btf at t10.lanl.gov
Wed Dec 24 11:57:32 EST 1997
> I'm interested in the way in which drug resistance
> affects the subsequent
> reproductive fitness of the resistant organism.
> Can anyone tell me of a documented case of a bacterium
> or protozoan having been
> almost entirely eliminated by an effective
> pharmaceutical, rebounding with a
> resistant type and recapturing (at first or eventually)
> its original level of
> fitness (virulence, lethality, or some other criterion).
There are thousands of research publications on this
topic. Searching MedLine
for penicillin resistance
returns 8031 documents and narrowing that search
with beta lactamase
returns 715 documents that contain all 4 words.
There is no such thing as almost eliminating a bacterial
species from earth with drugs. It would take millions of pounds
of something like penicillin to dust the land areas of the earth
with penicillin, and even with that, bacteria deep in the soil
or within plants and animals would not be touched.
Smallpox virus has been virtually eliminated by
vaccination, but this is far different from elimination of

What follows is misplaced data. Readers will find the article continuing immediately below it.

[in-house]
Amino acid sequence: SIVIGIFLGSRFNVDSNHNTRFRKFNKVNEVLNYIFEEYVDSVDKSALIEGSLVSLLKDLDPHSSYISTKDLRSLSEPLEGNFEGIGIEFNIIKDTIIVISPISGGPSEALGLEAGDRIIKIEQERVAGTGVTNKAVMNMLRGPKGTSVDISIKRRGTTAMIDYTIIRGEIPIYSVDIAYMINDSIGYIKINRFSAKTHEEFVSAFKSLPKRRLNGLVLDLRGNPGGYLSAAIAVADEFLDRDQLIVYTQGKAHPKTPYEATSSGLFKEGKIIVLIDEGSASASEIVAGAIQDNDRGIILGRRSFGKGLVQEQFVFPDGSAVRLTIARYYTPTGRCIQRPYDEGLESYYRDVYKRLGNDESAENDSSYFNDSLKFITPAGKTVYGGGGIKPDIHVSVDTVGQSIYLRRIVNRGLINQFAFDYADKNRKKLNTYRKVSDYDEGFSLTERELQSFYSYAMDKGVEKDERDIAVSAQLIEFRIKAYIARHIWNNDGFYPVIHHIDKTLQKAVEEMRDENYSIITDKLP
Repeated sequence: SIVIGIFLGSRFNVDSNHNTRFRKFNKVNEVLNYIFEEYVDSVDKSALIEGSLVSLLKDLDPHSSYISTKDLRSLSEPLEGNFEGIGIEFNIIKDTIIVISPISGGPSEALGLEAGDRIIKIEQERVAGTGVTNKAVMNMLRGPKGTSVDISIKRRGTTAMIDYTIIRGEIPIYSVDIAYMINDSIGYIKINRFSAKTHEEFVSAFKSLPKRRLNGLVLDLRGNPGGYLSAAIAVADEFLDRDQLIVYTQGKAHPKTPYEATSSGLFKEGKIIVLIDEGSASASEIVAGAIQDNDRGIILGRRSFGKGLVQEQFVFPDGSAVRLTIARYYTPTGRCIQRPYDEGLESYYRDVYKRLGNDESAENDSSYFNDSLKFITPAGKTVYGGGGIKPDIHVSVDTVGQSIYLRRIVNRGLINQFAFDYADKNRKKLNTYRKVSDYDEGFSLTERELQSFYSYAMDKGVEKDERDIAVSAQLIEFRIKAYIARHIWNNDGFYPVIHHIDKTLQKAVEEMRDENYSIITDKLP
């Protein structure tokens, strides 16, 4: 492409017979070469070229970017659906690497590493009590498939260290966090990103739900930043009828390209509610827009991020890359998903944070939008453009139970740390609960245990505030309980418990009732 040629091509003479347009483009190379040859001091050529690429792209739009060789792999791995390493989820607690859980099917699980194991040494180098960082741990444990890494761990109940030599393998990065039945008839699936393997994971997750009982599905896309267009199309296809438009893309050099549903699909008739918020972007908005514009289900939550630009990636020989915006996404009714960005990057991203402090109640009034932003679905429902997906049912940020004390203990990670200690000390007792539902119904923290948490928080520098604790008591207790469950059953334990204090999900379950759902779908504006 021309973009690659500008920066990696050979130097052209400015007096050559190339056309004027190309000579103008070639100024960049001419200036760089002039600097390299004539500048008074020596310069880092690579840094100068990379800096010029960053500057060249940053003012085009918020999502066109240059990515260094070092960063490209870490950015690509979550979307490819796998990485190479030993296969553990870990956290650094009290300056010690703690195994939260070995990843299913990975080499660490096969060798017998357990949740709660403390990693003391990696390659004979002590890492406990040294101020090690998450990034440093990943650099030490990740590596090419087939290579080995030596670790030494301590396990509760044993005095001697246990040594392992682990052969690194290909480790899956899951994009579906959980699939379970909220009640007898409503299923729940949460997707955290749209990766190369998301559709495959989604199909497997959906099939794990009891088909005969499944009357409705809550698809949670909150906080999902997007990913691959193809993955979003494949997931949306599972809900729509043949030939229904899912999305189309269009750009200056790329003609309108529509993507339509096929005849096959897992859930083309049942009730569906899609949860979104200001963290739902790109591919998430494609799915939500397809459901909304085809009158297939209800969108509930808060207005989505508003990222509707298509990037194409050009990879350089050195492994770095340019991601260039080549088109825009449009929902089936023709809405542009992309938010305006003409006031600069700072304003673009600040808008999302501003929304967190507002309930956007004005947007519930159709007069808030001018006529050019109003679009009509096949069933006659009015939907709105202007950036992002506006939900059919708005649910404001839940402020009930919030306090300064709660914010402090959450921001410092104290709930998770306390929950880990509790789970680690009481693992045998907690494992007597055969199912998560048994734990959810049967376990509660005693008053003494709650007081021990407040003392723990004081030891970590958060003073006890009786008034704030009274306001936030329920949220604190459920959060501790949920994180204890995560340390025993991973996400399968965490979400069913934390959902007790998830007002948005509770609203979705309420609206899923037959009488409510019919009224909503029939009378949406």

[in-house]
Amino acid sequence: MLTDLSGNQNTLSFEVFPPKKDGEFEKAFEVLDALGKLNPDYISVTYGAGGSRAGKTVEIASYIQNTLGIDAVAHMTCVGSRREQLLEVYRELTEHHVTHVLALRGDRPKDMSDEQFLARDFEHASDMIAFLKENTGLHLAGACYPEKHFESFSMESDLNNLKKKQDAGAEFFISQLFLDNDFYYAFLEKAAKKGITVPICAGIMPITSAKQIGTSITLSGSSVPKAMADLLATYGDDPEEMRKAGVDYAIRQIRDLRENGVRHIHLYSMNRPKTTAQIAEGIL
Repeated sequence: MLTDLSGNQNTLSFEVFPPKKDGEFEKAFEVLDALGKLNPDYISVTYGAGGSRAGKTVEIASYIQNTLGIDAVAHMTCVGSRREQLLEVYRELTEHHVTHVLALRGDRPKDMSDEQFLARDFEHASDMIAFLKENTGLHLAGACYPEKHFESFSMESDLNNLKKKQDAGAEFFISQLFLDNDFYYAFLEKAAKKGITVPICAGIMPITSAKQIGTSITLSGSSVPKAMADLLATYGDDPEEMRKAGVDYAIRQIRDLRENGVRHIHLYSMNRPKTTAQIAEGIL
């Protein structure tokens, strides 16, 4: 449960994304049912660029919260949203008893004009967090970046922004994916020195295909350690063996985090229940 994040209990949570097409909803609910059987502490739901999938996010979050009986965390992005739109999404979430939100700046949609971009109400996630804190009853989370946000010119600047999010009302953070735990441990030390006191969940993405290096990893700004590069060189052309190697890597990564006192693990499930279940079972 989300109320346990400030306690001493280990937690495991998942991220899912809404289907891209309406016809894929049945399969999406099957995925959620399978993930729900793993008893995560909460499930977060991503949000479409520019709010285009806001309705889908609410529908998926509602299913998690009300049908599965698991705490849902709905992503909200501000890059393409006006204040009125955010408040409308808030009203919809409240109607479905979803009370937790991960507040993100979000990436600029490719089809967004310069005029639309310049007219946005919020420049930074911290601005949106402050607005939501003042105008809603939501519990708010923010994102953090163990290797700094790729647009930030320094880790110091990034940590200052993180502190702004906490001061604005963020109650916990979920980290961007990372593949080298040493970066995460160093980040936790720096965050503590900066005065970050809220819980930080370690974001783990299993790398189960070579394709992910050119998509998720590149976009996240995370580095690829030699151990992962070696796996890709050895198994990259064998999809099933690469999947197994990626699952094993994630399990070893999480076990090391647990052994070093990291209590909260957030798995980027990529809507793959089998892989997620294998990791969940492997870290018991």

a bacterial or protozoan species with antibiotics.
Drugs aimed at inhibiting bacteria without also killing
the eukaryotic host most often fall into one of two classes:
those that affect the prokaryotic ribosome which is significantly
different from the eukaryotic ribosome (tetracycline falls into
this class) and drugs aimed at disrupting the building of
the prokaryotic cell wall (penicillin falls into this class).
Resistance to penicillin is generally carried on a
plasmid carrying the beta lactamase gene. This addition of
a small set of genes on a plasmid has no detectable detrimental
effect on the overall "fitness" of the bacteria. The cost of
producing the beta lactamase enzyme which destroys penicillin
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